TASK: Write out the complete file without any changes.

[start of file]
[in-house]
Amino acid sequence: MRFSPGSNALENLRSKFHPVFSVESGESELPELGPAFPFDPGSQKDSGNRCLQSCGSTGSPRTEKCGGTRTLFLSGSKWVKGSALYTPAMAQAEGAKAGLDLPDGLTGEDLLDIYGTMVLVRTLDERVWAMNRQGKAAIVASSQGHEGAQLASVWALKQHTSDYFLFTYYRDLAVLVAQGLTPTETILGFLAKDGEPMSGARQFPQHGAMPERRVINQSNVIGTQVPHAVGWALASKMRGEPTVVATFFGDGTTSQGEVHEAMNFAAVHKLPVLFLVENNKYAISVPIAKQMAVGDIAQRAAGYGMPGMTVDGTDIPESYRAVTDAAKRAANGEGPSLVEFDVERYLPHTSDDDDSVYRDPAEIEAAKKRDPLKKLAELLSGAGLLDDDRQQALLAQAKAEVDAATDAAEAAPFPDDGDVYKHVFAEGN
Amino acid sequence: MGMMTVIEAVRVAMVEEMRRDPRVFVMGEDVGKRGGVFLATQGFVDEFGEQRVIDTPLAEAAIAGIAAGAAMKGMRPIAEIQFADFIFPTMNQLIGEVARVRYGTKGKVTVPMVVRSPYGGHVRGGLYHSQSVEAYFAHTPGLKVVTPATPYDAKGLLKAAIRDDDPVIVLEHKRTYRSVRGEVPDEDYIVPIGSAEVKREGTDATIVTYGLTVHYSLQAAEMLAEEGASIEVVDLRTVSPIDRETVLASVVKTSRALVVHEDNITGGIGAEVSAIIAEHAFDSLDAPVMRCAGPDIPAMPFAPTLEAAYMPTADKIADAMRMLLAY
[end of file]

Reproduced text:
[in-house]
Amino acid sequence: MRFSPGSNALENLRSKFHPVFSVESGESELPELGPAFPFDPGSQKDSGNRCLQSCGSTGSPRTEKCGGTRTLFLSGSKWVKGSALYTPAMAQAEGAKAGLDLPDGLTGEDLLDIYGTMVLVRTLDERVWAMNRQGKAAIVASSQGHEGAQLASVWALKQHTSDYFLFTYYRDLAVLVAQGLTPTETILGFLAKDGEPMSGARQFPQHGAMPERRVINQSNVIGTQVPHAVGWALASKMRGEPTVVATFFGDGTTSQGEVHEAMNFAAVHKLPVLFLVENNKYAISVPIAKQMAVGDIAQRAAGYGMPGMTVDGTDIPESYRAVTDAAKRAANGEGPSLVEFDVERYLPHTSDDDDSVYRDPAEIEAAKKRDPLKKLAELLSGAGLLDDDRQQALLAQAKAEVDAATDAAEAAPFPDDGDVYKHVFAEGN
Amino acid sequence: MGMMTVIEAVRVAMVEEMRRDPRVFVMGEDVGKRGGVFLATQGFVDEFGEQRVIDTPLAEAAIAGIAAGAAMKGMRPIAEIQFADFIFPTMNQLIGEVARVRYGTKGKVTVPMVVRSPYGGHVRGGLYHSQSVEAYFAHTPGLKVVTPATPYDAKGLLKAAIRDDDPVIVLEHKRTYRSVRGEVPDEDYIVPIGSAEVKREGTDATIVTYGLTVHYSLQAAEMLAEEGASIEVVDLRTVSPIDRETVLASVVKTSRALVVHEDNITGGIGAEVSAIIAEHAFDSLDAPVMRCAGPDIPAMPFAPTLEAAYMPTADKIADAMRMLLAY